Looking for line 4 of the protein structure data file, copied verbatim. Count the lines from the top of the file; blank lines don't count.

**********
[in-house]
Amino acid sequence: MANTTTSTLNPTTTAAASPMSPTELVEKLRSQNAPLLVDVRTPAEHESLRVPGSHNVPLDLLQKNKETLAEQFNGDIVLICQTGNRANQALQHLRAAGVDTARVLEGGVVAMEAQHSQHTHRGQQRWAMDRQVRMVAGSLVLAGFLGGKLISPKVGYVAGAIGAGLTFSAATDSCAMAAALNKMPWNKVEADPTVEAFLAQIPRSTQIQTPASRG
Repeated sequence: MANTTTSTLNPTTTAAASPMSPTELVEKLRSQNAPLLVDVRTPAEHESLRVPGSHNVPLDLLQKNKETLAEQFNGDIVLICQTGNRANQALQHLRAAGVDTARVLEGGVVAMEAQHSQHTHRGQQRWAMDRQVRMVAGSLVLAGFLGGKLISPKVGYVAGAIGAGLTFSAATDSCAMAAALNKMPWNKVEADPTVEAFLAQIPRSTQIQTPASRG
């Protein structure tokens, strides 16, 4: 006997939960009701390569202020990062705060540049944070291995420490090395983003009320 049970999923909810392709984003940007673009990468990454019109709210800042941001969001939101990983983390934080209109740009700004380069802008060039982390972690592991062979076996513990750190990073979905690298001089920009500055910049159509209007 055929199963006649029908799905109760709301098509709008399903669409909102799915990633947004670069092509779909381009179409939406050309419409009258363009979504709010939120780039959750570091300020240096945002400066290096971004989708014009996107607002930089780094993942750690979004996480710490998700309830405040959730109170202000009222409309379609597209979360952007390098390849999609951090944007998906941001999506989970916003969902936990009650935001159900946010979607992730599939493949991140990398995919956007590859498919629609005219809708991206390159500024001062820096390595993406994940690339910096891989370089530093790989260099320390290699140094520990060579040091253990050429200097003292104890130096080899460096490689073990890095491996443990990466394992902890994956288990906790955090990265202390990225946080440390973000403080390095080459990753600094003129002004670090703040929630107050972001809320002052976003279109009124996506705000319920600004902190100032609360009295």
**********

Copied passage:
């Protein structure tokens, strides 16, 4: 006997939960009701390569202020990062705060540049944070291995420490090395983003009320 049970999923909810392709984003940007673009990468990454019109709210800042941001969001939101990983983390934080209109740009700004380069802008060039982390972690592991062979076996513990750190990073979905690298001089920009500055910049159509209007 055929199963006649029908799905109760709301098509709008399903669409909102799915990633947004670069092509779909381009179409939406050309419409009258363009979504709010939120780039959750570091300020240096945002400066290096971004989708014009996107607002930089780094993942750690979004996480710490998700309830405040959730109170202000009222409309379609597209979360952007390098390849999609951090944007998906941001999506989970916003969902936990009650935001159900946010979607992730599939493949991140990398995919956007590859498919629609005219809708991206390159500024001062820096390595993406994940690339910096891989370089530093790989260099320390290699140094520990060579040091253990050429200097003292104890130096080899460096490689073990890095491996443990990466394992902890994956288990906790955090990265202390990225946080440390973000403080390095080459990753600094003129002004670090703040929630107050972001809320002052976003279109009124996506705000319920600004902190100032609360009295």